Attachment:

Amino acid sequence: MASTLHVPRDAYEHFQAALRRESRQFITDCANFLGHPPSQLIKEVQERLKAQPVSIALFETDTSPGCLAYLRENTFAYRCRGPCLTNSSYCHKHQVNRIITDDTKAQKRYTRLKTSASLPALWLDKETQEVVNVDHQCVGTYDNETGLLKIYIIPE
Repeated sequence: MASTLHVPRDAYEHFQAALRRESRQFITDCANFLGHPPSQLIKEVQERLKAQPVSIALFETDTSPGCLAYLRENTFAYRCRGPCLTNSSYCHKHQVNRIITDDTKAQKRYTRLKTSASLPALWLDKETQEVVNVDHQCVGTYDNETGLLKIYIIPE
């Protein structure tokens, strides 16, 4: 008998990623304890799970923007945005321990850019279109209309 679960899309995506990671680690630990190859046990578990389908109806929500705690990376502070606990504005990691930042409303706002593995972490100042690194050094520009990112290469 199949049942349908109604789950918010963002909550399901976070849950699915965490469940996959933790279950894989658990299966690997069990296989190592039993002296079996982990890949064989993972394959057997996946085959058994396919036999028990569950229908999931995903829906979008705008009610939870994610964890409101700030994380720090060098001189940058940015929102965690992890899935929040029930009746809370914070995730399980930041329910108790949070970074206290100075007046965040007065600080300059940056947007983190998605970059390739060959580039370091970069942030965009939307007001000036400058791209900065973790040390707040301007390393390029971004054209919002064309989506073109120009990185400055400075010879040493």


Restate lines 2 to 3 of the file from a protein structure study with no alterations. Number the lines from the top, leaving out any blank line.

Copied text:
Repeated sequence: MASTLHVPRDAYEHFQAALRRESRQFITDCANFLGHPPSQLIKEVQERLKAQPVSIALFETDTSPGCLAYLRENTFAYRCRGPCLTNSSYCHKHQVNRIITDDTKAQKRYTRLKTSASLPALWLDKETQEVVNVDHQCVGTYDNETGLLKIYIIPE
């Protein structure tokens, strides 16, 4: 008998990623304890799970923007945005321990850019279109209309 679960899309995506990671680690630990190859046990578990389908109806929500705690990376502070606990504005990691930042409303706002593995972490100042690194050094520009990112290469 199949049942349908109604789950918010963002909550399901976070849950699915965490469940996959933790279950894989658990299966690997069990296989190592039993002296079996982990890949064989993972394959057997996946085959058994396919036999028990569950229908999931995903829906979008705008009610939870994610964890409101700030994380720090060098001189940058940015929102965690992890899935929040029930009746809370914070995730399980930041329910108790949070970074206290100075007046965040007065600080300059940056947007983190998605970059390739060959580039370091970069942030965009939307007001000036400058791209900065973790040390707040301007390393390029971004054209919002064309989506073109120009990185400055400075010879040493």